Solar Panels Are Everywhere. How do they impact mortgage financing?
It’s April and in honor of Earth Day we are going to have an environmental focus on our next few installments!
I was out and about last week and in just few blocks sighted 6 homes in our neighborhood with solar panels. As the daughter of an early environmentalist, seeing so many houses with solar power supplementation excited me. As a mortgage professional I wondered how having solar power might impact the mortgage qualification process.
According to www.CostofSolar.com, updating your home to solar panels as your home’s energy source can save a homeowner on average $20,000 over the course of 20 years. “Residents in some states with high electricity prices can expect to save much more than that – consider Hawaii, where residents save on average $64,000 after 20 years.”
While further researching this topic, I found there are mortgage rules surrounding solar panels to keep in mind when investing in alternative energy production.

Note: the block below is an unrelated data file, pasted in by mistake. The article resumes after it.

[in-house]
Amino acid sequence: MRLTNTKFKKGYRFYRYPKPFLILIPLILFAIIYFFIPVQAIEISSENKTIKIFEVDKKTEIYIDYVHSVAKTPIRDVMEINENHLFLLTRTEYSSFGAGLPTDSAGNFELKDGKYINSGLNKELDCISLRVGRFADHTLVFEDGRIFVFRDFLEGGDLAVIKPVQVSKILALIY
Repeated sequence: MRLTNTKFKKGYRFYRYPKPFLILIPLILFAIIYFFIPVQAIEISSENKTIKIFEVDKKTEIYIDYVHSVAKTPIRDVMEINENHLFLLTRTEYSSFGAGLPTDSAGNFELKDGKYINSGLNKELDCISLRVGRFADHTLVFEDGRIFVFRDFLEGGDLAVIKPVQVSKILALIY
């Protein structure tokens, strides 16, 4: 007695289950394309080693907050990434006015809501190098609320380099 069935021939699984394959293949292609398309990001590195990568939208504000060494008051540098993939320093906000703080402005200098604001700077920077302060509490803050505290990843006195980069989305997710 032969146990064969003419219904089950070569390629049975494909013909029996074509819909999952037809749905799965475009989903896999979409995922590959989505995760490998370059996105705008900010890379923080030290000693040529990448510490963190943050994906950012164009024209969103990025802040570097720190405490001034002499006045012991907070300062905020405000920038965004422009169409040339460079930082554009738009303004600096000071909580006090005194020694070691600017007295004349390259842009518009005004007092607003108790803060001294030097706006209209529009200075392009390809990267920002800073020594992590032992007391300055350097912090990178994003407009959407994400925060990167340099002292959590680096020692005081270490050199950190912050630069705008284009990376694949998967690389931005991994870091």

The biggest question to remember when thinking about updating your home to a solar panel system: does the homeowner own the solar panels or is the equipment leased or being paid for under an agreement with the solar company?
If you own your solar equipment you should be fine to sell your home later at any time. Complications can arise when you do not own the equipment. I would suggest that if you consider installing solar power, have a lender review the contract to determine if there could be any issues with future financing. Leasing solar panels can make an impact should you decide to sell your home at a later date.
Complications that can arise with leased solar equipment:
• The solar panels may not be included in the appraised value of the property
• The buyer may have to qualify with the solar lease payment included in their ratio
• Traditional electrical services to the house must be maintained and functional
• There are insurance requirements, and other issues to address that make financing a property with leased solar equipment more challenging
Agents, if you are listing a property with solar power, call me early on to determine any possible complications to a future buyer. Some solar providers have created contracts and lease agreements that are suitable to lending requirements, but you want to know what you are dealing with out of the gate. Here is an article on this subject from the LA Times that you might find interesting.
On another note:
Realtors in this busy spring market if you have a favorite loan originator who you think would enjoy the Wintrust platform, send them our way!
Regional Vice President
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